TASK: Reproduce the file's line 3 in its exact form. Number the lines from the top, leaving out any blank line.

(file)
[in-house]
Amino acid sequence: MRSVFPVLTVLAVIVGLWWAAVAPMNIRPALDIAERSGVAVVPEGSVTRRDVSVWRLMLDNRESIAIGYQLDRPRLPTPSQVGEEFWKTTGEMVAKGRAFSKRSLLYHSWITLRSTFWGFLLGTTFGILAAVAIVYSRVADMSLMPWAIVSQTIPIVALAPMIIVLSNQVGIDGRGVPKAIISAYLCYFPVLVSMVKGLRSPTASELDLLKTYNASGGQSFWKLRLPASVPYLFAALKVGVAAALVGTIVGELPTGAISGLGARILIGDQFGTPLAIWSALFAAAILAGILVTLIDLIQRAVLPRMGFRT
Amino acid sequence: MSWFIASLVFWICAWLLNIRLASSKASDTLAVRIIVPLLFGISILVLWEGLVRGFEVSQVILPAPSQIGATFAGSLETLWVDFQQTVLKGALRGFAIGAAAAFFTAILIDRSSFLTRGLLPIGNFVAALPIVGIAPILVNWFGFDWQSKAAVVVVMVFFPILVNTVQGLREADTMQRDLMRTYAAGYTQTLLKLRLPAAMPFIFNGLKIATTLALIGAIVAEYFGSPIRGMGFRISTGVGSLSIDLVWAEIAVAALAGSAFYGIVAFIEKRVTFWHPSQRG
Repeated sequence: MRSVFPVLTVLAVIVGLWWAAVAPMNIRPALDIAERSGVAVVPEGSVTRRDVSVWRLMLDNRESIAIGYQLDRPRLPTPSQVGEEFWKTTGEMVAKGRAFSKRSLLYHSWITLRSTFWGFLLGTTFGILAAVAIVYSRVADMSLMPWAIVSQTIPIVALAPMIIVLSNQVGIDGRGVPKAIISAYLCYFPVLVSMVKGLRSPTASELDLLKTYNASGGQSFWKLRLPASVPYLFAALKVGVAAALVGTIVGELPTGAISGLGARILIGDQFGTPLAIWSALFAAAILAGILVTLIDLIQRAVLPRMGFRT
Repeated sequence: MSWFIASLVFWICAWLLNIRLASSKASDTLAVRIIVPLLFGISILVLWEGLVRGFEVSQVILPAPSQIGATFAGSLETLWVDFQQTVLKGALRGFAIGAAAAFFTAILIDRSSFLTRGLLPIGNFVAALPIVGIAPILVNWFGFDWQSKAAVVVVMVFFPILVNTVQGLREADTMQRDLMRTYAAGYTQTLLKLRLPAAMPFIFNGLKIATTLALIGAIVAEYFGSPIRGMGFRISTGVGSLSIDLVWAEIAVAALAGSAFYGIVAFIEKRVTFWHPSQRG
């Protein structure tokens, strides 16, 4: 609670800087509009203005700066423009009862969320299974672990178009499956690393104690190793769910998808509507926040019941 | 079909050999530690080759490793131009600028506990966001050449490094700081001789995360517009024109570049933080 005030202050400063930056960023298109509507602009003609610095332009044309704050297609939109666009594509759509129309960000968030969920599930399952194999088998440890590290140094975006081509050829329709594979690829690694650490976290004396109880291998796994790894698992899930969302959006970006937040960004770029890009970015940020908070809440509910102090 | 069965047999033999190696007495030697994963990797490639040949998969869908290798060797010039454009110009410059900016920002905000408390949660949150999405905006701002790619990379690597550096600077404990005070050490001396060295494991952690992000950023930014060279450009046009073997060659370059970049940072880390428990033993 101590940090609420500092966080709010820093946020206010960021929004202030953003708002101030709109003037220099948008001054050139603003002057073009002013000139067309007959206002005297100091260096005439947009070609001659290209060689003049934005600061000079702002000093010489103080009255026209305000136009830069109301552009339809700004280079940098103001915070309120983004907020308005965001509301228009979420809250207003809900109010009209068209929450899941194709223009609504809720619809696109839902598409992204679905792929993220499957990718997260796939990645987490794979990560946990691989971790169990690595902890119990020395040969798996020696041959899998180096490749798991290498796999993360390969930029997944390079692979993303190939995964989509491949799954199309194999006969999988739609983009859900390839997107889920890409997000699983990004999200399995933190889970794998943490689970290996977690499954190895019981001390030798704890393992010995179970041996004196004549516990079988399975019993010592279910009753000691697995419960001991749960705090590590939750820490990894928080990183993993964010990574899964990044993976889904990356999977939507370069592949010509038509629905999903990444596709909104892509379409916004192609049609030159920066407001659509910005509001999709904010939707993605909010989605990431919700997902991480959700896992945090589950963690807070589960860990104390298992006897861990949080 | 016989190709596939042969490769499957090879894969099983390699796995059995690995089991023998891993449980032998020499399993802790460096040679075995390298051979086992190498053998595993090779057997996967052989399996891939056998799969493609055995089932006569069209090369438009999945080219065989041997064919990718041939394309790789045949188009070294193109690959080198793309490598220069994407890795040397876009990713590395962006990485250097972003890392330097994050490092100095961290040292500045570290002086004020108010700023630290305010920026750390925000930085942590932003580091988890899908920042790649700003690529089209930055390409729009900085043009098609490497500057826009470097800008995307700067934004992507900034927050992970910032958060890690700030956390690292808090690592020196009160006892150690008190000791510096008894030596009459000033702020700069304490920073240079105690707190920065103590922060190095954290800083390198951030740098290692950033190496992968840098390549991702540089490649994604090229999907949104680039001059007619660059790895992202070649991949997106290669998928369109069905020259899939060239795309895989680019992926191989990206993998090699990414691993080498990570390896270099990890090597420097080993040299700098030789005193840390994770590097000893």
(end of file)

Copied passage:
Amino acid sequence: MSWFIASLVFWICAWLLNIRLASSKASDTLAVRIIVPLLFGISILVLWEGLVRGFEVSQVILPAPSQIGATFAGSLETLWVDFQQTVLKGALRGFAIGAAAAFFTAILIDRSSFLTRGLLPIGNFVAALPIVGIAPILVNWFGFDWQSKAAVVVVMVFFPILVNTVQGLREADTMQRDLMRTYAAGYTQTLLKLRLPAAMPFIFNGLKIATTLALIGAIVAEYFGSPIRGMGFRISTGVGSLSIDLVWAEIAVAALAGSAFYGIVAFIEKRVTFWHPSQRG